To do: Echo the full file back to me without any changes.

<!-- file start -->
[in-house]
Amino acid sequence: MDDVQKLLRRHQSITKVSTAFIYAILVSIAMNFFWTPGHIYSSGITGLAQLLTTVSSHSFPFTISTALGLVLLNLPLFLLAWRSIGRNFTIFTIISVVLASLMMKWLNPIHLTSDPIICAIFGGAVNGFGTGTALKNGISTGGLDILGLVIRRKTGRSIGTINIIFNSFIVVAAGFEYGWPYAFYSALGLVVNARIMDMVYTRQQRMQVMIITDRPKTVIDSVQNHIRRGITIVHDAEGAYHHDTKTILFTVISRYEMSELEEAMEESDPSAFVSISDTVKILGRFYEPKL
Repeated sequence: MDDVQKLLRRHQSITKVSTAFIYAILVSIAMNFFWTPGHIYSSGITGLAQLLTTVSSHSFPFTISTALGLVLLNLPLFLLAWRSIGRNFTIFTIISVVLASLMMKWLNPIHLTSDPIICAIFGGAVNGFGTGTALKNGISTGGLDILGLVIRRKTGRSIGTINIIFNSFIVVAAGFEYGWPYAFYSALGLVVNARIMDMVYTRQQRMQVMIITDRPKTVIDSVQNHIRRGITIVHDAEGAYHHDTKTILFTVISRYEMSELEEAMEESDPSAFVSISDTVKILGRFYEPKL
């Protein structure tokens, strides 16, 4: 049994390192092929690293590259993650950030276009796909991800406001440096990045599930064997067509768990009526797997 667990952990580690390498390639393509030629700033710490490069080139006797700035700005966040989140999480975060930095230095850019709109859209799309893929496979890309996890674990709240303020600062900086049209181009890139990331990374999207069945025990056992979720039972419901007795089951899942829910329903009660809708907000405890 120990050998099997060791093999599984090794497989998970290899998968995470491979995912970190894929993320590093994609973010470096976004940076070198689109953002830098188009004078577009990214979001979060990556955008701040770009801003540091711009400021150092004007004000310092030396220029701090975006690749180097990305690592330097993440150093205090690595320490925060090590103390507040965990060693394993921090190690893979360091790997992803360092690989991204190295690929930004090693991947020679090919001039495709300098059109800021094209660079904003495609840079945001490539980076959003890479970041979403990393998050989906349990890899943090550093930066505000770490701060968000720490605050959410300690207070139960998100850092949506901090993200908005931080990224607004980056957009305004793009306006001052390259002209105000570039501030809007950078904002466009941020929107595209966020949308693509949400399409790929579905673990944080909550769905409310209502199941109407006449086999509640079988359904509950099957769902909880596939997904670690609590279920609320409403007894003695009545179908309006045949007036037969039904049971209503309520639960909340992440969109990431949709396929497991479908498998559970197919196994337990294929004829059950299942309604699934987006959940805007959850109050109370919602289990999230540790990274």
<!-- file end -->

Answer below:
[in-house]
Amino acid sequence: MDDVQKLLRRHQSITKVSTAFIYAILVSIAMNFFWTPGHIYSSGITGLAQLLTTVSSHSFPFTISTALGLVLLNLPLFLLAWRSIGRNFTIFTIISVVLASLMMKWLNPIHLTSDPIICAIFGGAVNGFGTGTALKNGISTGGLDILGLVIRRKTGRSIGTINIIFNSFIVVAAGFEYGWPYAFYSALGLVVNARIMDMVYTRQQRMQVMIITDRPKTVIDSVQNHIRRGITIVHDAEGAYHHDTKTILFTVISRYEMSELEEAMEESDPSAFVSISDTVKILGRFYEPKL
Repeated sequence: MDDVQKLLRRHQSITKVSTAFIYAILVSIAMNFFWTPGHIYSSGITGLAQLLTTVSSHSFPFTISTALGLVLLNLPLFLLAWRSIGRNFTIFTIISVVLASLMMKWLNPIHLTSDPIICAIFGGAVNGFGTGTALKNGISTGGLDILGLVIRRKTGRSIGTINIIFNSFIVVAAGFEYGWPYAFYSALGLVVNARIMDMVYTRQQRMQVMIITDRPKTVIDSVQNHIRRGITIVHDAEGAYHHDTKTILFTVISRYEMSELEEAMEESDPSAFVSISDTVKILGRFYEPKL
């Protein structure tokens, strides 16, 4: 049994390192092929690293590259993650950030276009796909991800406001440096990045599930064997067509768990009526797997 667990952990580690390498390639393509030629700033710490490069080139006797700035700005966040989140999480975060930095230095850019709109859209799309893929496979890309996890674990709240303020600062900086049209181009890139990331990374999207069945025990056992979720039972419901007795089951899942829910329903009660809708907000405890 120990050998099997060791093999599984090794497989998970290899998968995470491979995912970190894929993320590093994609973010470096976004940076070198689109953002830098188009004078577009990214979001979060990556955008701040770009801003540091711009400021150092004007004000310092030396220029701090975006690749180097990305690592330097993440150093205090690595320490925060090590103390507040965990060693394993921090190690893979360091790997992803360092690989991204190295690929930004090693991947020679090919001039495709300098059109800021094209660079904003495609840079945001490539980076959003890479970041979403990393998050989906349990890899943090550093930066505000770490701060968000720490605050959410300690207070139960998100850092949506901090993200908005931080990224607004980056957009305004793009306006001052390259002209105000570039501030809007950078904002466009941020929107595209966020949308693509949400399409790929579905673990944080909550769905409310209502199941109407006449086999509640079988359904509950099957769902909880596939997904670690609590279920609320409403007894003695009545179908309006045949007036037969039904049971209503309520639960909340992440969109990431949709396929497991479908498998559970197919196994337990294929004829059950299942309604699934987006959940805007959850109050109370919602289990999230540790990274």